Alabama beats Auburn 55-44 in Iron Bowl

Tuscaloosa, AL (SportsNetwork.com) – Blake Sims and Amari Cooper led Alabama
to a win in the highest-scoring Iron Bowl ever, giving the Crimson Tide a new
memory in their fierce rivalry with Auburn.

The “Kick Six” was so last year.

Cooper had 13 catches for an Iron Bowl-record 224 yards and scored on three of
Sims’ four touchdown passes as second-ranked Alabama rallied for a 55-44 win
over No. 15 Auburn on Saturday night.

Sims overcame three interceptions to pass for 312 yards in the thrill-a-minute
game, which came almost a year to the day after Chris Davis’ 109-yard
touchdown return off a missed field goal gave Auburn an instant-classic win
over then-No. 1 Alabama to ruin the Crimson Tide’s national title hopes.

This year, Alabama (11-1, 7-1 SEC) clinched the Western Division title and a
spot in the conference championship game before it even took the field after
Mississippi State lost to Ole Miss earlier Saturday.

The Crimson Tide, who are likely to retain their No. 1 spot in the College
Football Playoff rankings, will face Eastern Division winner Missouri next
Saturday in Atlanta.

Sammie Coates had four catches for a career-high 153 yards in the first half
and the Tigers (8-4, 4-4) scored 17 points off three Sims interceptions to
hold a 33-21 lead four minutes into the second half.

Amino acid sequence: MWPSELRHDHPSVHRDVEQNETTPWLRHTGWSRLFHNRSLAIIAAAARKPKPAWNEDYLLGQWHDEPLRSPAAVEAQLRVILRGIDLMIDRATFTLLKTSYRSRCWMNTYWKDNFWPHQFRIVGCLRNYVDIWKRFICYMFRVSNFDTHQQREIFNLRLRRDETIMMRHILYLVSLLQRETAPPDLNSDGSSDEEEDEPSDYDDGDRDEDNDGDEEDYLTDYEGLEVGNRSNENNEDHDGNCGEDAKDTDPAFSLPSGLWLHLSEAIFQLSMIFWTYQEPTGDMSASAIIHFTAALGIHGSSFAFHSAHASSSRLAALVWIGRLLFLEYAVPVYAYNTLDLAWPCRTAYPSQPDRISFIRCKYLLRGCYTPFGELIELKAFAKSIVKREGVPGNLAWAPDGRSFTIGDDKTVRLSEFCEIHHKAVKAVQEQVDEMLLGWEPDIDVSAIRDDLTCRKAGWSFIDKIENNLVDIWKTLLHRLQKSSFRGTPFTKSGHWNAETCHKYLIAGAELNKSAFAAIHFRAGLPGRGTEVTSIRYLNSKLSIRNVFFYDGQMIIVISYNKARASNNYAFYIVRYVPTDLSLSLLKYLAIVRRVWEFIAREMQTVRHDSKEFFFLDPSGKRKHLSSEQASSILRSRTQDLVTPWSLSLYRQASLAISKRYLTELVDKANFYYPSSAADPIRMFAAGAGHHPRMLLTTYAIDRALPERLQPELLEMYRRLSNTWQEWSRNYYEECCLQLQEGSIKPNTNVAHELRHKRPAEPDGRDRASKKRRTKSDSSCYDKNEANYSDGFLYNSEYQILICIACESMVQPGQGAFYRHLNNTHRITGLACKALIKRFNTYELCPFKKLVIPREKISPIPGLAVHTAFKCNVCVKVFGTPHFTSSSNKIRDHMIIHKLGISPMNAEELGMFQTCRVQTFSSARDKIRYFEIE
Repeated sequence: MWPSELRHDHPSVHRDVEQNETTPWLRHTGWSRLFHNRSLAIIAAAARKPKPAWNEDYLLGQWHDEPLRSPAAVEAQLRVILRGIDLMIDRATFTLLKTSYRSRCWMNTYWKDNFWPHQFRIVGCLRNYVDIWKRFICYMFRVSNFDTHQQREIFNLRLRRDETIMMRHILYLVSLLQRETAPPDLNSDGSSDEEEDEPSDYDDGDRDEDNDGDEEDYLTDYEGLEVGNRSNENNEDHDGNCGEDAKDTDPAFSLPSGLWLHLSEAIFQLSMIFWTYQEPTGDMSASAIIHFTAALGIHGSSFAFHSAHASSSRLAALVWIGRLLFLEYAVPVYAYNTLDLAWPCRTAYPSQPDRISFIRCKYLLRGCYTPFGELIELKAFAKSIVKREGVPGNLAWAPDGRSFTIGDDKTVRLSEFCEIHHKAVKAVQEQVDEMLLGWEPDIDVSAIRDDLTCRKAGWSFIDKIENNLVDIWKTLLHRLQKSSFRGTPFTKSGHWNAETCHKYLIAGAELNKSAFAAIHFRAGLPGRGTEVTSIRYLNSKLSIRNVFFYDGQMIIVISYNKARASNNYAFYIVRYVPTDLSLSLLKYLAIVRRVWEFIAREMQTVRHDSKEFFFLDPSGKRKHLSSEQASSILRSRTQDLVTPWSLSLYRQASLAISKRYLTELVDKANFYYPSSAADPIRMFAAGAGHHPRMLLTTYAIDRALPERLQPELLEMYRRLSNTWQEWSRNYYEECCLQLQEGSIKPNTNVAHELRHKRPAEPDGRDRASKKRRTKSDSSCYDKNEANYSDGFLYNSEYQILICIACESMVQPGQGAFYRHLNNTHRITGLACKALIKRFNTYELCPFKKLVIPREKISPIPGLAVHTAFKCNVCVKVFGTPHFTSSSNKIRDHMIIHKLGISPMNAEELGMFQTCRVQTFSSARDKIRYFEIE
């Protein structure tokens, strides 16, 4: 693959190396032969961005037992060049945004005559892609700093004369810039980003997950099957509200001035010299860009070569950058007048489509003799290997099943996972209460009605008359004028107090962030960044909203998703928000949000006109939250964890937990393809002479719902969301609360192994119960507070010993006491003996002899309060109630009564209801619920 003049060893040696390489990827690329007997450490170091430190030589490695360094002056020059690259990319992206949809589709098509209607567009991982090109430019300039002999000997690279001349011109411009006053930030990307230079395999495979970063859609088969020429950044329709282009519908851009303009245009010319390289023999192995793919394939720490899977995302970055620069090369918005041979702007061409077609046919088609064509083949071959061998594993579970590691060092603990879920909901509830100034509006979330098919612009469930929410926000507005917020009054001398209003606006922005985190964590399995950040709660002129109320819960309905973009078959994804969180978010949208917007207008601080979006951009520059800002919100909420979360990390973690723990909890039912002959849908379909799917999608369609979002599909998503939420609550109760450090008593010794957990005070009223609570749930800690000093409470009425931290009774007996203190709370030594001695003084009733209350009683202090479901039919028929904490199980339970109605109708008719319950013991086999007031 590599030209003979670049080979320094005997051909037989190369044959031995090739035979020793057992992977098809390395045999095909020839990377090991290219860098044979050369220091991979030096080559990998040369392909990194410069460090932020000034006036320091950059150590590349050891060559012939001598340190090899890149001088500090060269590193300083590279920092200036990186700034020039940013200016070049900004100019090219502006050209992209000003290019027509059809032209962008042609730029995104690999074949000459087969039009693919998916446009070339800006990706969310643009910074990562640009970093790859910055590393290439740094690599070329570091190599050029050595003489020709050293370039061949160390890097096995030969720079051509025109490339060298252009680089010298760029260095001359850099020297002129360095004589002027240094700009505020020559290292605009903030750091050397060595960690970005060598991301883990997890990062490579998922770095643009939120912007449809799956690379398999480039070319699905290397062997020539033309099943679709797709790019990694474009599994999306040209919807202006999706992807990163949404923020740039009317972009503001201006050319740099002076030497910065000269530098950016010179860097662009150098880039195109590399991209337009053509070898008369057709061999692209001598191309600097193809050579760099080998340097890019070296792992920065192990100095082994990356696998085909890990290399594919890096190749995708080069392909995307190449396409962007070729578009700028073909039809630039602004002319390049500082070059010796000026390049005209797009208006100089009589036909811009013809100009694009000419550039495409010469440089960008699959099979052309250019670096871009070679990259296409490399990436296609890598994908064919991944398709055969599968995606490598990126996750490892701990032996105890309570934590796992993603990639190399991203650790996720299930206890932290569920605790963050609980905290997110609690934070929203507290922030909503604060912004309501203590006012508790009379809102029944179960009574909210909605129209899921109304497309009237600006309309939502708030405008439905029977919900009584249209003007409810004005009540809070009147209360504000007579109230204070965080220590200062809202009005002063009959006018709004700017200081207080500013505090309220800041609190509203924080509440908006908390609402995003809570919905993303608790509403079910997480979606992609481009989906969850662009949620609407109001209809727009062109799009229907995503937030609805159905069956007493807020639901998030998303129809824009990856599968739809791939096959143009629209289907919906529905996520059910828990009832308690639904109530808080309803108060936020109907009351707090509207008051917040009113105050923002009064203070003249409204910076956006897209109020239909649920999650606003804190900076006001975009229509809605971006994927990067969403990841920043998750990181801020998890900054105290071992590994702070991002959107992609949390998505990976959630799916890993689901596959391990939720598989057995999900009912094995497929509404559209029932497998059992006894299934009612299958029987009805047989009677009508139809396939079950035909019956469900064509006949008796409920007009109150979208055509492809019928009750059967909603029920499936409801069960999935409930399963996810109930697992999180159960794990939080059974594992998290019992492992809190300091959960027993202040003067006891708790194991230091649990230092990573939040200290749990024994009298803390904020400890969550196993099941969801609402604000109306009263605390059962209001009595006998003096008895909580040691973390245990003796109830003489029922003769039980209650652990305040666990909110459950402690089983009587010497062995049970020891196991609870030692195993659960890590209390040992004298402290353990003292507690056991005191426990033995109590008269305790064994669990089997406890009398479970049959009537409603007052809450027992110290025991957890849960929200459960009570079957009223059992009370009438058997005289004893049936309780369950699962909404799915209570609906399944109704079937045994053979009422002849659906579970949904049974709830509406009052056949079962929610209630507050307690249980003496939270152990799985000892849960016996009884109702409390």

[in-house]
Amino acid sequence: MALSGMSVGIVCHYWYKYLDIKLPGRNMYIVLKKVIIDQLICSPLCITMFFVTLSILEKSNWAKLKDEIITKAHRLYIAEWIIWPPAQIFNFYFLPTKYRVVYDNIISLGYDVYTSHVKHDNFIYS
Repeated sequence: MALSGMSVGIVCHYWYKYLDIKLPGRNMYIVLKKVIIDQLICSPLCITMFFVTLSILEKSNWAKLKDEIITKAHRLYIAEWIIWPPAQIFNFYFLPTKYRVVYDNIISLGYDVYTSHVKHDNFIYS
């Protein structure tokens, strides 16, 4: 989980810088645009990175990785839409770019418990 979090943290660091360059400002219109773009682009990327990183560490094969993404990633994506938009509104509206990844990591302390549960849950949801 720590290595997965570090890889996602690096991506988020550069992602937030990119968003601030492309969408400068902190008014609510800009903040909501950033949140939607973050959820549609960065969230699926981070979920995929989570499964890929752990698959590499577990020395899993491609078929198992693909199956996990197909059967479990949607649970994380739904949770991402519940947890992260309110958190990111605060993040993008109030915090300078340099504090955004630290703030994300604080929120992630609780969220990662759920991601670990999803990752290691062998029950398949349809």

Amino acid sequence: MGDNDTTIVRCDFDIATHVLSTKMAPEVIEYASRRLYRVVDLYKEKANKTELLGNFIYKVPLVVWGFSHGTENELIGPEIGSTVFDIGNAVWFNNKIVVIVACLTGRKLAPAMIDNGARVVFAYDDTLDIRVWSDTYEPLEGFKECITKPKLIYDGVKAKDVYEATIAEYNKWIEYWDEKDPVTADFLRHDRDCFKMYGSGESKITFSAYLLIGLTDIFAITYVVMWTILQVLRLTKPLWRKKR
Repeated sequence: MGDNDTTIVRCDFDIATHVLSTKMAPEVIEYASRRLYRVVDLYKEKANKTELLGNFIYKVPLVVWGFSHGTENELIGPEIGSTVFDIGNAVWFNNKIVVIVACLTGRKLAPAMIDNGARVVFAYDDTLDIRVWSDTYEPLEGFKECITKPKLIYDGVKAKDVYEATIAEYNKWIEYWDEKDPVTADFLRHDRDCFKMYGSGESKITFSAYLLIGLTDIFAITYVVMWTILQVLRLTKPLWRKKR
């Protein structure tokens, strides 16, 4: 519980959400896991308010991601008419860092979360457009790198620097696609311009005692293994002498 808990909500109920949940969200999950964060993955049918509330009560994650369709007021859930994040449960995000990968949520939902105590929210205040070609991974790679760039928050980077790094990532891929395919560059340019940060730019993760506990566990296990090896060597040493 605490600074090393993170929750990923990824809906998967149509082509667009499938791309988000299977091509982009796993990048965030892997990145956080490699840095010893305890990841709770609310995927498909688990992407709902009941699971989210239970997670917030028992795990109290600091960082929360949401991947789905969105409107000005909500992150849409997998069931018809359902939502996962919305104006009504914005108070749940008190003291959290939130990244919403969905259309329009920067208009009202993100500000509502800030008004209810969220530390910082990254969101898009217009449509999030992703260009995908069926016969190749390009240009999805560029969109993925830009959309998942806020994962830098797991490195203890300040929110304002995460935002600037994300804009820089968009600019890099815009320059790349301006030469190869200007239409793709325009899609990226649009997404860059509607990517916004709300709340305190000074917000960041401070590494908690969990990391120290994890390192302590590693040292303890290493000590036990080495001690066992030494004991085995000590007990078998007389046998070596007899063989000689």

But Alabama outscored them 34-11 the rest of the way with Cooper catching
touchdown passes of 39 and 75 yards in the third quarter and Sims scrambling
for the go-ahead touchdown early in the fourth.

Alabama snapped a six-game losing streak to ranked Auburn teams, winning such
a matchup for the first time since 2001.

Coates finished with five catches for 206 yards and two touchdowns and Nick
Marshall passed for 456 yards and three touchdowns, with the third one going
to Quan Bray.

Marshall’s 255 yards passing and two touchdown throws in the first half had
Alabama on its heels, but his third-quarter interception led to the Crimson
Tide’s go-ahead touchdown.

Alabama has won seven games in a row since losing to Ole Miss on Oct. 4. But
it took Nick Saban’s players more than a half to really get going in this one.

“We haven’t played a lot of games where we give up 44 points and win. That’s
not our style. We obviously have to do a better job,” said Saban, whose team
was out-gained 383 yards to 178 in the first half.

“Sometimes you can misplace your emotions in a rivalry game,” Saban said. “Our
team was as fired up as we’ve been but I think it was misplaced emotion. …
You have to be confident that’s the way to win a game. We had a lot of
emotions but we weren’t channeling them in the right way. We did a better job
of that in the second half.”

While the first half belonged to Coates and Auburn, the game belonged to the
Heisman Trophy hopeful Cooper and Alabama.

Auburn’s Daniel Carlson kicked his fifth field goal of the game with 3:30
remaining in the third quarter.

But Alabama struck on the next play from scrimmage when Cooper blew past
Jonathon Mincy on the right side for his 75-yard touchdown catch to get the